Agehananda Bharati

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Swāmī Agehānanda Bhāratī (अगेहानन्द भारती) (Vienna, April 20, 1923 – New York, May 14, 1991) was the monastic name of Leopold Fischer, professor of Anthropology at Syracuse University. His book The Light at the Center' was written from his dual perspective as a professional anthropologist and a professional and practicing mystic.

List of Mystics

Mystics > Agehananda Bharati, Bernard of Clairvaux, Emanuel Swedenborg, Howard Thurman, Julian of Norwich

Notes

Chairman of Anthropology Dept. at Syracuse University during the 70s.[1]

"Being both a self-professed mystic and an anthropologist, Bharati offers us a methodology of "participation rather than 'participant observation'"—a radical anthropology (p. 11)."[2]

A practicing mystic, and author of The Light at the Center[3].

Takes an "emic" or insider's approach, as opposed to an "etic" or outsiders approach.[4] Suggests that the best way to approach research is via the perspective of the insider, "...by one who is an insider, an initiate, a professional in the field of mysticism, but who is also a professional social scientists and hence a social critic."[5].

Had three Zero Point experiences, recalled in The Light at the Center.[6]. One when he was twelve (p. 39), another as an older adult (p. 40) that provided the aham brahmaami experience (Ascension Experience), .


Says that the ability to connect, the "mystical experience is part of a pan-human skill, which some reject and suppress, others kindle and manipulate....I find all human beings have the same innate competence for the ecstatic-mystical experience. But just as in language, where by the time the child is six it has effectively blocked out all forms of speech the community does not recognize, the child also loses his ability to implement his innate competence for the "zero experience" of mysticism." [7].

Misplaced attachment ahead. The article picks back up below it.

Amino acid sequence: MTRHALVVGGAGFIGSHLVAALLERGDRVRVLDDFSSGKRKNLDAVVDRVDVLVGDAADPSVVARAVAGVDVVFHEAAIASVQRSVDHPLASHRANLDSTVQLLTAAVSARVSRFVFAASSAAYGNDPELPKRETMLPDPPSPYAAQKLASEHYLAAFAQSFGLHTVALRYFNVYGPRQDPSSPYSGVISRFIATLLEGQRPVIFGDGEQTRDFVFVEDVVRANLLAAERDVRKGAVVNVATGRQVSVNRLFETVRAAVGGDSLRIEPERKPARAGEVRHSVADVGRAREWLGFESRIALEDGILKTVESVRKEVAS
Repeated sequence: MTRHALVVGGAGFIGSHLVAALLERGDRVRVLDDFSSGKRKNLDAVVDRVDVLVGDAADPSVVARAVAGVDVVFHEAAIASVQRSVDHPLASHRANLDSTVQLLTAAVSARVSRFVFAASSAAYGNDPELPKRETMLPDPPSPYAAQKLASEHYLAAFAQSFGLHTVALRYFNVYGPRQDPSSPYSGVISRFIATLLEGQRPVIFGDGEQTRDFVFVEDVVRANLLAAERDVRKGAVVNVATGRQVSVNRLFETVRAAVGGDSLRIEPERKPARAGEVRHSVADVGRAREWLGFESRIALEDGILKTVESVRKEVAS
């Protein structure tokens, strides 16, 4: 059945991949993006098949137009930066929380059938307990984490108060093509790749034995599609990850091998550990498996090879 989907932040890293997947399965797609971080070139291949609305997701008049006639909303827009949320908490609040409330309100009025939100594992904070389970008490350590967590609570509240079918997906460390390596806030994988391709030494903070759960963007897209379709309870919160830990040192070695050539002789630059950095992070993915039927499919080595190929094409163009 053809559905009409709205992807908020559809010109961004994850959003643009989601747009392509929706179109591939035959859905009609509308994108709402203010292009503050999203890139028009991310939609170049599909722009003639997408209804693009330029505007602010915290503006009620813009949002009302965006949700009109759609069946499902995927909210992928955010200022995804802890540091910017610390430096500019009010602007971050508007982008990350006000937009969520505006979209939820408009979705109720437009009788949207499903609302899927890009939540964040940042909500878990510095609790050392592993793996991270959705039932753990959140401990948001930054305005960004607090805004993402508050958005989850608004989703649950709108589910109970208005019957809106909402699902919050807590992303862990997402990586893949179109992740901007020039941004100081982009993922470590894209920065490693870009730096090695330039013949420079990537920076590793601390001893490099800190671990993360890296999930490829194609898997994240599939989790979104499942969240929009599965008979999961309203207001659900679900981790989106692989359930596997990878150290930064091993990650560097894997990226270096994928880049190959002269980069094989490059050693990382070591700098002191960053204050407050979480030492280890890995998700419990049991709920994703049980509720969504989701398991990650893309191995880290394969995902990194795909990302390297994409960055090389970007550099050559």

Footnotes

  1. Katz, N. “The Light at the Center: Context and Pretext of Modern Mysticism.” Journal of the American Academy of Religion 45, no. 2 (June 1977): 260–61.
  2. Quoted in Katz, N. “The Light at the Center: Context and Pretext of Modern Mysticism.” Journal of the American Academy of Religion 45, no. 2 (June 1977): 261
  3. Bharati, Agehananda. The Light at the Center: Context and Pretext of Modern Mysticism. Ross Eriikson, 1976.
  4. Saliba, John A. “The Light at the Center: Context and Pretext of Modern Mysticism.” Horizons 4, no. 1 (1977): 150–51.
  5. Bharati, Agehananda. The Light at the Center: Context and Pretext of Modern Mysticism. Ross Eriikson, 1976. p. 11.
  6. Bharati, Agehananda. The Light at the Center: Context and Pretext of Modern Mysticism. Ross Erikson, 1976. p. 39-47.
  7. Bharati, Agehananda. The Light at the Center: Context and Pretext of Modern Mysticism. Ross Erikson, 1976. p. 5-6.
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